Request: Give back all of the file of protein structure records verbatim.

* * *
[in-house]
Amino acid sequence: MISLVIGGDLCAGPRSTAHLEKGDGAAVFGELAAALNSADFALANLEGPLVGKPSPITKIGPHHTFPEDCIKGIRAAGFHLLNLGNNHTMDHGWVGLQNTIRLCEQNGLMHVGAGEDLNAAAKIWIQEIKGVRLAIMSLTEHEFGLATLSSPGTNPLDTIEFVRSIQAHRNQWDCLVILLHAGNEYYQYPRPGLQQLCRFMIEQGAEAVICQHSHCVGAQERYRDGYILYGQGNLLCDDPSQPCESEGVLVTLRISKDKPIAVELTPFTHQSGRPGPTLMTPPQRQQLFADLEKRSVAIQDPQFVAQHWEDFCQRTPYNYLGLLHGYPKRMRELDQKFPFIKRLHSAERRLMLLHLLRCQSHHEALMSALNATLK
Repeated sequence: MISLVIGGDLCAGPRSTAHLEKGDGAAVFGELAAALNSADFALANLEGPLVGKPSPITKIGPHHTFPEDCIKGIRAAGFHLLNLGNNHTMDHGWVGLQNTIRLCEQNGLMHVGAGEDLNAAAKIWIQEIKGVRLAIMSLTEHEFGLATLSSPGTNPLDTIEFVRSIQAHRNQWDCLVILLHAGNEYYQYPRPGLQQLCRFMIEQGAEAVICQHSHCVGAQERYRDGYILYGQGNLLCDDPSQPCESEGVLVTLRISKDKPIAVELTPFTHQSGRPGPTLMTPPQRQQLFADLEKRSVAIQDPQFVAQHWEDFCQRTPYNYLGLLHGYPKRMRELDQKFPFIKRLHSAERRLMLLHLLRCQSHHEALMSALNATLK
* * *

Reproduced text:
[in-house]
Amino acid sequence: MISLVIGGDLCAGPRSTAHLEKGDGAAVFGELAAALNSADFALANLEGPLVGKPSPITKIGPHHTFPEDCIKGIRAAGFHLLNLGNNHTMDHGWVGLQNTIRLCEQNGLMHVGAGEDLNAAAKIWIQEIKGVRLAIMSLTEHEFGLATLSSPGTNPLDTIEFVRSIQAHRNQWDCLVILLHAGNEYYQYPRPGLQQLCRFMIEQGAEAVICQHSHCVGAQERYRDGYILYGQGNLLCDDPSQPCESEGVLVTLRISKDKPIAVELTPFTHQSGRPGPTLMTPPQRQQLFADLEKRSVAIQDPQFVAQHWEDFCQRTPYNYLGLLHGYPKRMRELDQKFPFIKRLHSAERRLMLLHLLRCQSHHEALMSALNATLK
Repeated sequence: MISLVIGGDLCAGPRSTAHLEKGDGAAVFGELAAALNSADFALANLEGPLVGKPSPITKIGPHHTFPEDCIKGIRAAGFHLLNLGNNHTMDHGWVGLQNTIRLCEQNGLMHVGAGEDLNAAAKIWIQEIKGVRLAIMSLTEHEFGLATLSSPGTNPLDTIEFVRSIQAHRNQWDCLVILLHAGNEYYQYPRPGLQQLCRFMIEQGAEAVICQHSHCVGAQERYRDGYILYGQGNLLCDDPSQPCESEGVLVTLRISKDKPIAVELTPFTHQSGRPGPTLMTPPQRQQLFADLEKRSVAIQDPQFVAQHWEDFCQRTPYNYLGLLHGYPKRMRELDQKFPFIKRLHSAERRLMLLHLLRCQSHHEALMSALNATLK